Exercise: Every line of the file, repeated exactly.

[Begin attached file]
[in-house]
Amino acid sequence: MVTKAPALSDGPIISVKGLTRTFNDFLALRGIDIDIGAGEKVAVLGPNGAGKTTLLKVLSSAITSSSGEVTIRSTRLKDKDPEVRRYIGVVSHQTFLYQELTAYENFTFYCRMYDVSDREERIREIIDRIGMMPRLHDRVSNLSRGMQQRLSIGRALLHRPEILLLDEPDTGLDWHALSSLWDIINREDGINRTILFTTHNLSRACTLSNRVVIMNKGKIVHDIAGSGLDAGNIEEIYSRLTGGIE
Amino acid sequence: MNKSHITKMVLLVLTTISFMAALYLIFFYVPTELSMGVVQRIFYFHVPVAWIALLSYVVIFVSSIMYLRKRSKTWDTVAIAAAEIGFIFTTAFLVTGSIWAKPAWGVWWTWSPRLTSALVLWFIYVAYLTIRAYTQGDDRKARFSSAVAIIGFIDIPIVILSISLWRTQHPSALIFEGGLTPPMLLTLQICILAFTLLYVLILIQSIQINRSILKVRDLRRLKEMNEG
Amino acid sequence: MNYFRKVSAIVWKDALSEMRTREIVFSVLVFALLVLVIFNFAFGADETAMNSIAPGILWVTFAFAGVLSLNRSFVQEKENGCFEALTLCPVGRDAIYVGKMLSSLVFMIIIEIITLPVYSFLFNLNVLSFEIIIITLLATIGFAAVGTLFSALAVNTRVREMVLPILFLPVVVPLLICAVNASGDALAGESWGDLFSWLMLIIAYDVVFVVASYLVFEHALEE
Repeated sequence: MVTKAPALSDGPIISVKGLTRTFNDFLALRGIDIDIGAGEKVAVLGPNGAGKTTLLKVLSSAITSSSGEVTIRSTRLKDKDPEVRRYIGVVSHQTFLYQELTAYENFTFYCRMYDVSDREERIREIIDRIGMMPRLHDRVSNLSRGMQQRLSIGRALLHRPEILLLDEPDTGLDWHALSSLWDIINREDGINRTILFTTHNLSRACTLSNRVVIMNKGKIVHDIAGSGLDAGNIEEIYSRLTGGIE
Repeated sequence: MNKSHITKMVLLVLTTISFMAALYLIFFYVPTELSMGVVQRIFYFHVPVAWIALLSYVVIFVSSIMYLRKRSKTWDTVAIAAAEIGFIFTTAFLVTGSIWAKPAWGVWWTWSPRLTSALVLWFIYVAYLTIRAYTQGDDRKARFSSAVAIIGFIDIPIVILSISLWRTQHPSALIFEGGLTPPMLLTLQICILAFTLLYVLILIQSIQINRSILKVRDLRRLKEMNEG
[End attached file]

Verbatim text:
[in-house]
Amino acid sequence: MVTKAPALSDGPIISVKGLTRTFNDFLALRGIDIDIGAGEKVAVLGPNGAGKTTLLKVLSSAITSSSGEVTIRSTRLKDKDPEVRRYIGVVSHQTFLYQELTAYENFTFYCRMYDVSDREERIREIIDRIGMMPRLHDRVSNLSRGMQQRLSIGRALLHRPEILLLDEPDTGLDWHALSSLWDIINREDGINRTILFTTHNLSRACTLSNRVVIMNKGKIVHDIAGSGLDAGNIEEIYSRLTGGIE
Amino acid sequence: MNKSHITKMVLLVLTTISFMAALYLIFFYVPTELSMGVVQRIFYFHVPVAWIALLSYVVIFVSSIMYLRKRSKTWDTVAIAAAEIGFIFTTAFLVTGSIWAKPAWGVWWTWSPRLTSALVLWFIYVAYLTIRAYTQGDDRKARFSSAVAIIGFIDIPIVILSISLWRTQHPSALIFEGGLTPPMLLTLQICILAFTLLYVLILIQSIQINRSILKVRDLRRLKEMNEG
Amino acid sequence: MNYFRKVSAIVWKDALSEMRTREIVFSVLVFALLVLVIFNFAFGADETAMNSIAPGILWVTFAFAGVLSLNRSFVQEKENGCFEALTLCPVGRDAIYVGKMLSSLVFMIIIEIITLPVYSFLFNLNVLSFEIIIITLLATIGFAAVGTLFSALAVNTRVREMVLPILFLPVVVPLLICAVNASGDALAGESWGDLFSWLMLIIAYDVVFVVASYLVFEHALEE
Repeated sequence: MVTKAPALSDGPIISVKGLTRTFNDFLALRGIDIDIGAGEKVAVLGPNGAGKTTLLKVLSSAITSSSGEVTIRSTRLKDKDPEVRRYIGVVSHQTFLYQELTAYENFTFYCRMYDVSDREERIREIIDRIGMMPRLHDRVSNLSRGMQQRLSIGRALLHRPEILLLDEPDTGLDWHALSSLWDIINREDGINRTILFTTHNLSRACTLSNRVVIMNKGKIVHDIAGSGLDAGNIEEIYSRLTGGIE
Repeated sequence: MNKSHITKMVLLVLTTISFMAALYLIFFYVPTELSMGVVQRIFYFHVPVAWIALLSYVVIFVSSIMYLRKRSKTWDTVAIAAAEIGFIFTTAFLVTGSIWAKPAWGVWWTWSPRLTSALVLWFIYVAYLTIRAYTQGDDRKARFSSAVAIIGFIDIPIVILSISLWRTQHPSALIFEGGLTPPMLLTLQICILAFTLLYVLILIQSIQINRSILKVRDLRRLKEMNEG